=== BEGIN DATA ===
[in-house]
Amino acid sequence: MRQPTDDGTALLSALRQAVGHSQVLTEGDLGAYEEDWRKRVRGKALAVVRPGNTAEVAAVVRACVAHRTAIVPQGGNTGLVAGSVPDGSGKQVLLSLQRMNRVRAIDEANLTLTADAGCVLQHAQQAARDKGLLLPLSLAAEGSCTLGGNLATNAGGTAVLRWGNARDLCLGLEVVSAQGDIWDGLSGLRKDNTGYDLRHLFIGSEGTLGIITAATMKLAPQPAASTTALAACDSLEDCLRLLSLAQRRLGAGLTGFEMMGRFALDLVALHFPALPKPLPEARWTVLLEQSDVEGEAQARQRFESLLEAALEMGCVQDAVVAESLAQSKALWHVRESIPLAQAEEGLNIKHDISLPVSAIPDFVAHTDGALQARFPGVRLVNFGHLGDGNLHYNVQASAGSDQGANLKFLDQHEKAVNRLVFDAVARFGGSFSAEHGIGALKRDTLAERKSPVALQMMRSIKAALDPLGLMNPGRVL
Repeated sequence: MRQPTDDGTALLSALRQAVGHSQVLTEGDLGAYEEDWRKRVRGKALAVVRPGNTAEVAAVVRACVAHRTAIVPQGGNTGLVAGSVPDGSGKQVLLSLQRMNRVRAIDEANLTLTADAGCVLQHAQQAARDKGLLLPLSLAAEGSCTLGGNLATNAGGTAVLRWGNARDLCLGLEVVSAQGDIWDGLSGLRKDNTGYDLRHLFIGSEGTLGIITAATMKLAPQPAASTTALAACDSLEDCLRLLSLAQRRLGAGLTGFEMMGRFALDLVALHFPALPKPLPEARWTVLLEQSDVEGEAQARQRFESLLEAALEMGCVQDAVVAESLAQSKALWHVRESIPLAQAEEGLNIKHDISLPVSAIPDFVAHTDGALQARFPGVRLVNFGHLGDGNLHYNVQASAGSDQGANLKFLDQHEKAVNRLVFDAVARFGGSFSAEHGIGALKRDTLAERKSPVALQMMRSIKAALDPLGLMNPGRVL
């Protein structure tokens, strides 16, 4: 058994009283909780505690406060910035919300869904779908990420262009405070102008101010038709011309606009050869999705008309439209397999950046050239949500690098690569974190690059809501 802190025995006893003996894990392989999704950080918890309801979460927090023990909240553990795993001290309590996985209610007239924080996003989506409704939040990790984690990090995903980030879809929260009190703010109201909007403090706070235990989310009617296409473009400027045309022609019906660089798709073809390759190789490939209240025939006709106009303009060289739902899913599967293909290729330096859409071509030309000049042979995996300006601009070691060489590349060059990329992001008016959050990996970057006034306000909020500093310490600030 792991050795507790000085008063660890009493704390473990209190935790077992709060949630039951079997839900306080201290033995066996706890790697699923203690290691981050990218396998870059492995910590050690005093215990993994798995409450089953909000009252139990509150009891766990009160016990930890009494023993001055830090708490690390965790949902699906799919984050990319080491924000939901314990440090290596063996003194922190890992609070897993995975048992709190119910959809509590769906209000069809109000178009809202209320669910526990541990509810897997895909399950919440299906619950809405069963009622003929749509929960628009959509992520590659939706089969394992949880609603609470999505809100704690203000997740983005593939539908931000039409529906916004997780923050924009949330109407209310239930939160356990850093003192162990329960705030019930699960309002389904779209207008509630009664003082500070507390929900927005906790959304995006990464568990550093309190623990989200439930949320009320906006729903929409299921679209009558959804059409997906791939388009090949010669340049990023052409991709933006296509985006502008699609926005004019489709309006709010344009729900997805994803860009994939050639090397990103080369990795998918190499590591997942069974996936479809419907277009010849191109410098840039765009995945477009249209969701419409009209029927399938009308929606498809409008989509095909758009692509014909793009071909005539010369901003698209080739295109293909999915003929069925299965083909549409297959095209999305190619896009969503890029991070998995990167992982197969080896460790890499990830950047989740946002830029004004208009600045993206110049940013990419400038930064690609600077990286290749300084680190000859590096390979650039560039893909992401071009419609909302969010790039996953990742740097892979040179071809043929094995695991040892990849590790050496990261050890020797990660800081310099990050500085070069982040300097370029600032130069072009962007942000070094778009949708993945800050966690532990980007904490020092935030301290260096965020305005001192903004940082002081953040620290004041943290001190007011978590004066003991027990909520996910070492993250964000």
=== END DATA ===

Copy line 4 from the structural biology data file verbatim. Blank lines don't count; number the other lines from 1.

């Protein structure tokens, strides 16, 4: 058994009283909780505690406060910035919300869904779908990420262009405070102008101010038709011309606009050869999705008309439209397999950046050239949500690098690569974190690059809501 802190025995006893003996894990392989999704950080918890309801979460927090023990909240553990795993001290309590996985209610007239924080996003989506409704939040990790984690990090995903980030879809929260009190703010109201909007403090706070235990989310009617296409473009400027045309022609019906660089798709073809390759190789490939209240025939006709106009303009060289739902899913599967293909290729330096859409071509030309000049042979995996300006601009070691060489590349060059990329992001008016959050990996970057006034306000909020500093310490600030 792991050795507790000085008063660890009493704390473990209190935790077992709060949630039951079997839900306080201290033995066996706890790697699923203690290691981050990218396998870059492995910590050690005093215990993994798995409450089953909000009252139990509150009891766990009160016990930890009494023993001055830090708490690390965790949902699906799919984050990319080491924000939901314990440090290596063996003194922190890992609070897993995975048992709190119910959809509590769906209000069809109000178009809202209320669910526990541990509810897997895909399950919440299906619950809405069963009622003929749509929960628009959509992520590659939706089969394992949880609603609470999505809100704690203000997740983005593939539908931000039409529906916004997780923050924009949330109407209310239930939160356990850093003192162990329960705030019930699960309002389904779209207008509630009664003082500070507390929900927005906790959304995006990464568990550093309190623990989200439930949320009320906006729903929409299921679209009558959804059409997906791939388009090949010669340049990023052409991709933006296509985006502008699609926005004019489709309006709010344009729900997805994803860009994939050639090397990103080369990795998918190499590591997942069974996936479809419907277009010849191109410098840039765009995945477009249209969701419409009209029927399938009308929606498809409008989509095909758009692509014909793009071909005539010369901003698209080739295109293909999915003929069925299965083909549409297959095209999305190619896009969503890029991070998995990167992982197969080896460790890499990830950047989740946002830029004004208009600045993206110049940013990419400038930064690609600077990286290749300084680190000859590096390979650039560039893909992401071009419609909302969010790039996953990742740097892979040179071809043929094995695991040892990849590790050496990261050890020797990660800081310099990050500085070069982040300097370029600032130069072009962007942000070094778009949708993945800050966690532990980007904490020092935030301290260096965020305005001192903004940082002081953040620290004041943290001190007011978590004066003991027990909520996910070492993250964000």